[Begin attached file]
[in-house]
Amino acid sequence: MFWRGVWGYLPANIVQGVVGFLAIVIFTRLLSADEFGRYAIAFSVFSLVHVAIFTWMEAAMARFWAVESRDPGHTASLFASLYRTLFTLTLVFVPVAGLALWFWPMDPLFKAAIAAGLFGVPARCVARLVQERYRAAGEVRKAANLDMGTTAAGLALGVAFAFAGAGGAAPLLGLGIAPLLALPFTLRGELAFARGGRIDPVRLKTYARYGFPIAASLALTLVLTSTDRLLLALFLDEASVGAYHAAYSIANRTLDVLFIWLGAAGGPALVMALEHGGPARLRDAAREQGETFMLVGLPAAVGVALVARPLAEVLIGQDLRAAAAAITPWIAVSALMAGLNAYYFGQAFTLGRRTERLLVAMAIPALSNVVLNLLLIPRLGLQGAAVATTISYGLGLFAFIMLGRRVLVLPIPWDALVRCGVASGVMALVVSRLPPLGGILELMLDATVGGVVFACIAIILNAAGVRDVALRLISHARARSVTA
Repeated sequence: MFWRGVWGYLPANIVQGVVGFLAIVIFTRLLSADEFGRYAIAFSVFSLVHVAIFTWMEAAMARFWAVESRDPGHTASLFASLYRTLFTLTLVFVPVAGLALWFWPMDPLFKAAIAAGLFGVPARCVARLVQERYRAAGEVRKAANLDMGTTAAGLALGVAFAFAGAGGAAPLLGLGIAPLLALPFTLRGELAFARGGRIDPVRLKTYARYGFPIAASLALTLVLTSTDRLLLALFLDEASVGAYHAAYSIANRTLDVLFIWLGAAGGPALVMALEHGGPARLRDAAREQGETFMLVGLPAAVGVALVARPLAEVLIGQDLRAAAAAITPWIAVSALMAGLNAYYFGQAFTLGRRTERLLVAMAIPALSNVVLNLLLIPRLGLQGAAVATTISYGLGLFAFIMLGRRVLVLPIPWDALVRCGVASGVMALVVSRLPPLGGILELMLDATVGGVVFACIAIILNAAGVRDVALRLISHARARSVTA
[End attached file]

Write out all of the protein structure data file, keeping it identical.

[in-house]
Amino acid sequence: MFWRGVWGYLPANIVQGVVGFLAIVIFTRLLSADEFGRYAIAFSVFSLVHVAIFTWMEAAMARFWAVESRDPGHTASLFASLYRTLFTLTLVFVPVAGLALWFWPMDPLFKAAIAAGLFGVPARCVARLVQERYRAAGEVRKAANLDMGTTAAGLALGVAFAFAGAGGAAPLLGLGIAPLLALPFTLRGELAFARGGRIDPVRLKTYARYGFPIAASLALTLVLTSTDRLLLALFLDEASVGAYHAAYSIANRTLDVLFIWLGAAGGPALVMALEHGGPARLRDAAREQGETFMLVGLPAAVGVALVARPLAEVLIGQDLRAAAAAITPWIAVSALMAGLNAYYFGQAFTLGRRTERLLVAMAIPALSNVVLNLLLIPRLGLQGAAVATTISYGLGLFAFIMLGRRVLVLPIPWDALVRCGVASGVMALVVSRLPPLGGILELMLDATVGGVVFACIAIILNAAGVRDVALRLISHARARSVTA
Repeated sequence: MFWRGVWGYLPANIVQGVVGFLAIVIFTRLLSADEFGRYAIAFSVFSLVHVAIFTWMEAAMARFWAVESRDPGHTASLFASLYRTLFTLTLVFVPVAGLALWFWPMDPLFKAAIAAGLFGVPARCVARLVQERYRAAGEVRKAANLDMGTTAAGLALGVAFAFAGAGGAAPLLGLGIAPLLALPFTLRGELAFARGGRIDPVRLKTYARYGFPIAASLALTLVLTSTDRLLLALFLDEASVGAYHAAYSIANRTLDVLFIWLGAAGGPALVMALEHGGPARLRDAAREQGETFMLVGLPAAVGVALVARPLAEVLIGQDLRAAAAAITPWIAVSALMAGLNAYYFGQAFTLGRRTERLLVAMAIPALSNVVLNLLLIPRLGLQGAAVATTISYGLGLFAFIMLGRRVLVLPIPWDALVRCGVASGVMALVVSRLPPLGGILELMLDATVGGVVFACIAIILNAAGVRDVALRLISHARARSVTA